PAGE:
Building A Steam Engine From A Lawn Mower

If you want to build a low-dollar steam engine, all you need is a 4-cycle lawn mower engine.

| March/April 1987

  • Old Lawn Mower
    Convert a lawn mower engine to steam with this low-cost project.
    Courtesy of Fotolia/Eva Schinschke
  • # Picture 01
    These figures show (A) the original cashafts and (B) the cam modification Brezeal describes.

  • Old Lawn Mower
  • # Picture 01

Several years ago I decided to make a steam engine that could be made with simple tools. I thought I'd send it in so if someone else wanted a low dollar steam engine they could try my suggestions.

All you need is a 4-cycle lawn mower engine. It doesn't have to run — just be free — , a grinder, and someone with a welder (preferably wire feed). I got mine from the city dump one Sunday when no one was around.

The engine had low compression because of bad rings, but beggars can't be choosers, so I used it anyway. If you decide to make one, try to find an engine with good compression. I later found out that with bad rings the engine would run fine but the steam would slip past the rings and condense in the crankcase and push the oil out.

The carburetor and ignition can be removed and I took a chisel and cut the fins off the cylinder to help cut down on condensation. The spark plug stays to plug the hole and it would be a good idea to leave the recoil start or install a rope start pulley because when the intake valve opens it's running and it doesn't care what's in the way when it starts.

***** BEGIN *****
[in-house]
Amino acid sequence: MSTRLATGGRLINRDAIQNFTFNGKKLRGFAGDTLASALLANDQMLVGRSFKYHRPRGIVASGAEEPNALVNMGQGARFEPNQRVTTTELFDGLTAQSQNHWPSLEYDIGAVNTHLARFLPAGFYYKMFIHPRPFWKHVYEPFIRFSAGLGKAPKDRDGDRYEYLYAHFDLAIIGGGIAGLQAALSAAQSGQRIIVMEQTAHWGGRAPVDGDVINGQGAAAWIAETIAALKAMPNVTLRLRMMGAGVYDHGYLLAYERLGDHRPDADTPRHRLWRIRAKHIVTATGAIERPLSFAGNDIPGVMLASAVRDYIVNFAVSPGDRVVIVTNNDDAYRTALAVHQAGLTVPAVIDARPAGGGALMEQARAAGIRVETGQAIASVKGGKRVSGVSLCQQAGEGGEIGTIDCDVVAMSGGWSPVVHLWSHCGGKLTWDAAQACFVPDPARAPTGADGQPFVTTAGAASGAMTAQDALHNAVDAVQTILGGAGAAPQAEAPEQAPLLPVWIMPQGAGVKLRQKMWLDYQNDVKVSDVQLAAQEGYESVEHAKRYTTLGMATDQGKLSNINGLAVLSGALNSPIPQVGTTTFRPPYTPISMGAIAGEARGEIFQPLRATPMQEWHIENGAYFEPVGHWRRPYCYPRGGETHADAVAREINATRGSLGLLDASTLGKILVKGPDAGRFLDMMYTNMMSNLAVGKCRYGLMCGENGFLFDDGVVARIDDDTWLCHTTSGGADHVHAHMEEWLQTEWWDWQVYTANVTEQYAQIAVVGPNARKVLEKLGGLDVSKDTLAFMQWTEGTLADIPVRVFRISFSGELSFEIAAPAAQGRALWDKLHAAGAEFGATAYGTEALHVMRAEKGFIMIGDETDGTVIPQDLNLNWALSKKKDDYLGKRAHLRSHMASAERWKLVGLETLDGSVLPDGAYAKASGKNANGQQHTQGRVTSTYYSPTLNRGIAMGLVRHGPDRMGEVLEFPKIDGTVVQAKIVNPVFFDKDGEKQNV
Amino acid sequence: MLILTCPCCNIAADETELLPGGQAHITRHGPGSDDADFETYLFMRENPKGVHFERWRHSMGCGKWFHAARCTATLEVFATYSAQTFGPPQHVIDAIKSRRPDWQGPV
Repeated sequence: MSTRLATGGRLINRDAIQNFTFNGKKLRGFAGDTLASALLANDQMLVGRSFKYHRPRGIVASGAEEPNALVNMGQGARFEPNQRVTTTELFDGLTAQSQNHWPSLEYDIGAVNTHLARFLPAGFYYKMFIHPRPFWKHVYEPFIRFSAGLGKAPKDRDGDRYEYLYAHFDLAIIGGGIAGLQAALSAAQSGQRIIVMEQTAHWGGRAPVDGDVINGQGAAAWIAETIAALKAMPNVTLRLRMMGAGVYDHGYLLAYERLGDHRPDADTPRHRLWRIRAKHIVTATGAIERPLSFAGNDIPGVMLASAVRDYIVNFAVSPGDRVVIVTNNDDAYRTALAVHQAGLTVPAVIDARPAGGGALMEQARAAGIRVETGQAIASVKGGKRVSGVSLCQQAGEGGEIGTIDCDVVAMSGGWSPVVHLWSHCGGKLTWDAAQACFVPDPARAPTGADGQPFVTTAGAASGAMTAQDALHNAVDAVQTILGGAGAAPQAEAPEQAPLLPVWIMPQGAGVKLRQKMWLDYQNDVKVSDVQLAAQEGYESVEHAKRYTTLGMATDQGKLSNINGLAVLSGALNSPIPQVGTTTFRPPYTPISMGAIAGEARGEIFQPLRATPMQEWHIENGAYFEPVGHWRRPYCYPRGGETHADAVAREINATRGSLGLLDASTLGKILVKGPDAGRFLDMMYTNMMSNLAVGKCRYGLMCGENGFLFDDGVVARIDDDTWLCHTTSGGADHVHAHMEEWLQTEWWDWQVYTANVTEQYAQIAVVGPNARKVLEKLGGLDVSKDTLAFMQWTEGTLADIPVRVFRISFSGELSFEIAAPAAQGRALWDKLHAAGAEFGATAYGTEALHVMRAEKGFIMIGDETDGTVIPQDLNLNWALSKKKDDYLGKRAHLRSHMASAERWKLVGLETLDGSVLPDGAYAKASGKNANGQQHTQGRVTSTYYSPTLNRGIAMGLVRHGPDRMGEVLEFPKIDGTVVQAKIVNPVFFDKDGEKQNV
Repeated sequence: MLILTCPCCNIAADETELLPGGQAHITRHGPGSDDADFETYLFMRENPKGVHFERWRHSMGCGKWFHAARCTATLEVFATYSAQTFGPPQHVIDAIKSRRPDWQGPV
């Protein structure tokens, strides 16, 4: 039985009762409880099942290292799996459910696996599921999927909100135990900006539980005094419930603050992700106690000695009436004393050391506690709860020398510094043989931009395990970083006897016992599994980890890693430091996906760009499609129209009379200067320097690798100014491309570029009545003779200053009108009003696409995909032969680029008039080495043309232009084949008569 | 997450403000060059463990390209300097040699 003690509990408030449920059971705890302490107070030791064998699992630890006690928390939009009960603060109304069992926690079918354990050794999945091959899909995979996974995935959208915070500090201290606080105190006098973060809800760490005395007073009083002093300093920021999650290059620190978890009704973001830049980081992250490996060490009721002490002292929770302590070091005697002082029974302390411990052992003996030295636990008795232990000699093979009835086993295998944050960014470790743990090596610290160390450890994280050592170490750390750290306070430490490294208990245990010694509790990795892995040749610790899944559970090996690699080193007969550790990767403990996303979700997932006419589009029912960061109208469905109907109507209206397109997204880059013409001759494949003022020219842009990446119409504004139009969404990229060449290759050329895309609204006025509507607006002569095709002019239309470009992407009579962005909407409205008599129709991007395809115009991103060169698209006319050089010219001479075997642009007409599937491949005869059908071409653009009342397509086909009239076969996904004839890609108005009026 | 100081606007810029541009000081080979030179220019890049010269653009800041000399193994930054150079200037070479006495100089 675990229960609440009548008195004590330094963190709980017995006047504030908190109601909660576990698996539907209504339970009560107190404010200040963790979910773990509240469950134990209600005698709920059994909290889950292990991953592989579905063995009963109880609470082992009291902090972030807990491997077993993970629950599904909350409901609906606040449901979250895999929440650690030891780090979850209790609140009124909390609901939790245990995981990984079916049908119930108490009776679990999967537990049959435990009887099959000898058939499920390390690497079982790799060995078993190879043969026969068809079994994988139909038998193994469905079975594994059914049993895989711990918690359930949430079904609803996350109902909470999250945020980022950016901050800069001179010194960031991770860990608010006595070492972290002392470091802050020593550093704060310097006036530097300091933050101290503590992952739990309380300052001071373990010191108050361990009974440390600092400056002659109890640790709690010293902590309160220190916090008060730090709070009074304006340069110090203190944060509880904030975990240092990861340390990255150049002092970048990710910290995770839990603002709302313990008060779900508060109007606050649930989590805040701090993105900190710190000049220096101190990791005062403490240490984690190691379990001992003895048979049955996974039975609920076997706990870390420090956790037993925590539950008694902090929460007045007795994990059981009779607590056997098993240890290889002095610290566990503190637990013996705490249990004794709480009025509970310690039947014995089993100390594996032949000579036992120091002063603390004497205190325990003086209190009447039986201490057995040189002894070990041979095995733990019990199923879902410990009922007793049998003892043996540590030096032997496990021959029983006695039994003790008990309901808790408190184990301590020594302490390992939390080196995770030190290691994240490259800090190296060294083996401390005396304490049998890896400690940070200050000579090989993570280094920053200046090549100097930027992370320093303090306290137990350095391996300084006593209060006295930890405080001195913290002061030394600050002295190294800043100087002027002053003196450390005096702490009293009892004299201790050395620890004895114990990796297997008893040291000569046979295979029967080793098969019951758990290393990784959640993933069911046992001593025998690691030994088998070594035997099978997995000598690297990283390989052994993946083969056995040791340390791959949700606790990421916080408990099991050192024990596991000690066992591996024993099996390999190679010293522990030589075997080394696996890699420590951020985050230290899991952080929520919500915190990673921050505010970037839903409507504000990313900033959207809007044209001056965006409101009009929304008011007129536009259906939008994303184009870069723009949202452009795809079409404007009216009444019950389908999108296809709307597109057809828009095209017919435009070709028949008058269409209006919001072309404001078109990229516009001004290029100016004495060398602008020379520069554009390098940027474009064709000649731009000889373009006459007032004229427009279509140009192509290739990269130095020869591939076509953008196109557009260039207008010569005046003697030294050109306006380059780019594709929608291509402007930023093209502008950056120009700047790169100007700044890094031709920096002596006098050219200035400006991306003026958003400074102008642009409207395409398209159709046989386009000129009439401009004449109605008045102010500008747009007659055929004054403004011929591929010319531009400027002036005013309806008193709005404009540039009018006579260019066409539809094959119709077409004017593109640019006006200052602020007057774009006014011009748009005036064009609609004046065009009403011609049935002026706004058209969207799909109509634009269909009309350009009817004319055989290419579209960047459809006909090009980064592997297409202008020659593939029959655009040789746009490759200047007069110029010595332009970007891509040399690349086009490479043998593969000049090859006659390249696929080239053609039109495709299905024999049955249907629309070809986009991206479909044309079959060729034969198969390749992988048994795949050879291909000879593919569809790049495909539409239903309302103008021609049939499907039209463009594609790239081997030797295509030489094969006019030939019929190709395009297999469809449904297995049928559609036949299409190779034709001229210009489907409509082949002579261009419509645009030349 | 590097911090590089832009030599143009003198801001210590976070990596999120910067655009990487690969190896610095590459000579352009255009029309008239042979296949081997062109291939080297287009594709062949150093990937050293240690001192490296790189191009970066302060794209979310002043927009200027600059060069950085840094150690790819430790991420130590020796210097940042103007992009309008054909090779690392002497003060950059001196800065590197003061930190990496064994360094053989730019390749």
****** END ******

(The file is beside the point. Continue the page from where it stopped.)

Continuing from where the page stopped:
When I made mine I left the blade on, which I don't recommend, but I wanted to compare it to a gas job. So one day when Mom wasn't home to say 'no', I borrowed a garden hose for a steam line and tried it out. It seemed to work as good as a gas job plenty of power until the hose popped. It's amazing how fast neighbor kids can leave if they think there's going to be trouble!

The first thing to do is to take the camshaft out and have someone weld two lobes 180 degrees opposite the originals (figures A and B in the Image Gallery, figure A being the original cams). Now take the head off and decide which port is going to be the intake. The exhaust is usually threaded so it might be best to use that. I tapped the intake on mine but it doesn't matter.

11/30/2018 8:08:59 PM

There is a company in Georgia building steam generators that produce steam using cavitation, which is supposed to be very efficient. If you're interested in learning more, here's a PDF article, and Hydrodynamic's website:


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